rough notes

Rainy Day Nostalgia #12 & 35

with one comment

[mental meta: should i dispose of the numbered titles?  part of me likes it, but they’re a bit annoying to read after the entry has been spidered.]

It’s Hali, late June, nearly July.  It’s 15 degrees outside.  It’s raining (and therefore overcast), and we won’t see the sun for a couple days.  but i’m taking it all in stride, due to the itunes going on in the room right now.  the used airport card for grampy imac arrived earlier this week, so i installed it the other night, and this morning have rejigged our home network in order to bring the imac and the print server into the office as opposed to their former living spaces in the living room and bedroom.  the best thing about this setup is the fact that i can now listen to my own itunes database through the imac’s speakers rather than through the notebook’s little dudes, and my-oh-my did i forget how great music sounds when you can hear it through something built to listen to as opposed to simply “hear from.”

anyway,  i was going to rip U2’s Zooropa into the itunes DB, since it is definitely one of the best pieces of high-pop-art of the last 20 years.  I’ve neglected to play it for the past while since I’ve lately been doing my pomo introspection by way of Brian Eno, but this past week I’ve felt that it is about time to return to the hollow sounds of the metropolitan night on this particular disc.  But I digress.  Although Zooropa is ripping as we speak, my pop-music tastes for the day have taken a sudden detour toward sentimental-bloke-rock.  In the process of picking up Zooropa, my attention was caught by the spine of Coldplay’s A Rush of Blood to the Head from 2002, which we all loved to hate by 2005.  In spite of Chris Martin’s overbearing melodrama and pathos, this remains a damn fine album, and it fits these rainy Hali days all too well, so it definitely required a spin on the hard drive..

Back in “aught-two and aught-three”, i intentionally searched for, and reveled in some mental dark places, and this Coldplay album, along with the fine cry-baby tunes put out by Travis (whose two albums sounds EXACTLY ALIKE and that’s how we like’m), really helped me to be affected by overbearing emotional weights and feel them in ways people often try to avoid.  I think that’s why we sometimes hate coldplay.  The dude and his music is in many ways “too overbearing”.  But the thing is that listening to the album should force us to confront our dark spaces (wherein we would fall in love with Chris Martin for showing them to us).  More often than not, however we realize that those dark spaces would in fact appear if we were to actually tune in to the show, so we reject the band and the album outright in an attempt to stop the pending punch in the stomach from ever landing.  Rather than confronting our dark spaces, we just say that “Chris Martin sucks” and “he thinks he can cry for all of us.”  But often I want that punch to land, with brute force, squarely in the stomach.  I want to be reminded of how shitty things can be at times, because pretending that things aren’t sometimes a little bit shitty isn’t a healthy way to live.  That’s a life of artifice, and we have enough of that around us already.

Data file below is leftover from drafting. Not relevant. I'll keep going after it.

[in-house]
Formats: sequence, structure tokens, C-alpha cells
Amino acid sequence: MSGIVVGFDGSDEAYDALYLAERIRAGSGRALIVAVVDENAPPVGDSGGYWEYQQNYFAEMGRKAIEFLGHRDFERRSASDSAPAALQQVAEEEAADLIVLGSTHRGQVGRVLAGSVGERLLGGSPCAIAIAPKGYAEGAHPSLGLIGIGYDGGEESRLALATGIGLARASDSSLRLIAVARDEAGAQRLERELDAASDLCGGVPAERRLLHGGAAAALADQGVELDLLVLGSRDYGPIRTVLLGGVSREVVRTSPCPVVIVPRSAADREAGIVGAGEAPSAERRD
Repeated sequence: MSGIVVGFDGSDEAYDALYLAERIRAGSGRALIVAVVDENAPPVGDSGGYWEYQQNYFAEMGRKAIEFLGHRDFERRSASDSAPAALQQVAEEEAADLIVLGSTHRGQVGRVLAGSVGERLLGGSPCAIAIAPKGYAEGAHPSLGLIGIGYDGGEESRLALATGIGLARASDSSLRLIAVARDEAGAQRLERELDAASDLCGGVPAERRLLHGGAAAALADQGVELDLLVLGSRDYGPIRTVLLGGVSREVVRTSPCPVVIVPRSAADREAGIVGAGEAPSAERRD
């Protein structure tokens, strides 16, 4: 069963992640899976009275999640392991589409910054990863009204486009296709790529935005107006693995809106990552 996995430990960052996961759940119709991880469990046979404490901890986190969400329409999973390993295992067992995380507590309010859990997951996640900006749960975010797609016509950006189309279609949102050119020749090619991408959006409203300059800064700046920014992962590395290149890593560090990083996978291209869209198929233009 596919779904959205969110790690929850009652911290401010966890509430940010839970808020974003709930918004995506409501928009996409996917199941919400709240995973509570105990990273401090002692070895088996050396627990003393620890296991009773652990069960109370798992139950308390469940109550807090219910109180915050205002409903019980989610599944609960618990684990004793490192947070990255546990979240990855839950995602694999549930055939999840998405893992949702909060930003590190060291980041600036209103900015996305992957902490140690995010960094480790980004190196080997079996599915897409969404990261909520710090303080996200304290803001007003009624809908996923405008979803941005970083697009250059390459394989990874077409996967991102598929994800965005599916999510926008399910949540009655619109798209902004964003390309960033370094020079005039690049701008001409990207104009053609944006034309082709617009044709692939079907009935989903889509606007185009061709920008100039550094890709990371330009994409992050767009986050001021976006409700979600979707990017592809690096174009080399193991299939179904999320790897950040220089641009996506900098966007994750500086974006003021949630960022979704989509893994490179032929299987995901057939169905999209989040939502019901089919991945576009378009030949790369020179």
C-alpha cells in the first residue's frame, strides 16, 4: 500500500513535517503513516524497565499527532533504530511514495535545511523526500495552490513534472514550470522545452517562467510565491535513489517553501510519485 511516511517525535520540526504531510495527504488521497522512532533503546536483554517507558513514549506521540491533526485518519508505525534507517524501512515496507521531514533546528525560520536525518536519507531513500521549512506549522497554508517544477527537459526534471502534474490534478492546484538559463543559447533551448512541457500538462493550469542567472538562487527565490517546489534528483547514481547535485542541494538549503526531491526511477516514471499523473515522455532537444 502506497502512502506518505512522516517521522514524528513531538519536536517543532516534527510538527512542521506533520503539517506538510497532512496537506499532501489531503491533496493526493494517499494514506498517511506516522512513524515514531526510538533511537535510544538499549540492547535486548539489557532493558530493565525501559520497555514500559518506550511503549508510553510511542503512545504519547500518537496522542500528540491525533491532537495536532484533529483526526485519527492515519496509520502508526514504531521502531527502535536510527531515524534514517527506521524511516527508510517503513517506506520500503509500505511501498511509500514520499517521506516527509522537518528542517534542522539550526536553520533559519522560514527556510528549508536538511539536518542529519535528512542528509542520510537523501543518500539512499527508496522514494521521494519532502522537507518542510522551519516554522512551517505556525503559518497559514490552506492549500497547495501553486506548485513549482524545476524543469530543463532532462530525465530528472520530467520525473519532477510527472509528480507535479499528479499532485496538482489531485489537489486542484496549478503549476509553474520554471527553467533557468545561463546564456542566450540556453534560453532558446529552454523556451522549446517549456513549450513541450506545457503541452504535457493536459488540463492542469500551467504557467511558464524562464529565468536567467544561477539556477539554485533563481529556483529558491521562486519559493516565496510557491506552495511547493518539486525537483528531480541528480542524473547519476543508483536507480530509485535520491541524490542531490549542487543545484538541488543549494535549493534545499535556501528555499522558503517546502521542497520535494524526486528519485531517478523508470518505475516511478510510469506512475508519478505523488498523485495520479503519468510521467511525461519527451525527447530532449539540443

(As I read this a second time to fill in all the prepositions and nouns i neglect to use when I draft things, I realize how my recurring punch-in-the-stomach metaphor follows some of the major themes in Palahniuk‘s Fight Club.  I want you to hit me as hard as you can.  Is that what Jack/Tyler wanted?  Jack/Tyler wanted a punch in the face because he wanted to feel things again.  Jack/Tyler was one of any number of educated 30-somethings who had come to the realization that he might have to face a life time of photocopied accident reports and middle management career opportunities, and Jack/Tyler snapped.  Jack/Tyler, and Palahniuk, is in some ways (but not all ways) like Dostoevsky‘s Underground Man in Notes from Underground.  Underground Man wrote a 75-pages rambling, sneering essay against the Man of Action in the novel, yet he felt so inferior to him and his kind the entire text.  Although Dostoevsky’s Man of Action/Man of Thought dichotomy doesn’t confront his own time period’s social struggle with modernism the same way that Palahniuk does with postmodern consumer culture a hundred years later, there exists in both an underlying narrative thread about wanting to have a better emotional sense of the world.  I’m not suggesting we should all form Fight Clubs and beat the shit out of each other – that would turn all of us into Underground Men I think, which is not to be desired..  But perhaps from time to time we should take Jack/Tyler’s internal penguin’s advice and just “slide”.)

(note.  forgive me for my inaccurate interpretations.  I haven’t read these texts in years, and it’s been just as long since i watched any screen adaptations of the works, either.  A great present-day rendering of NfU starring Henry Czerny exists, by the way. Underground Man works in a planning office in Los Angeles, I believe.  It’s available at Video Difference, too. )

PS it’s the Euro Final today.  I’m cheering for Spain, in spite of my undying love for german engineering, film, and culture.  Achtung, baby.

One Response

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  1. FYI: I put a link to this post at

    Ted Sutcliffe

    June 29, 2008 at 1:23 pm

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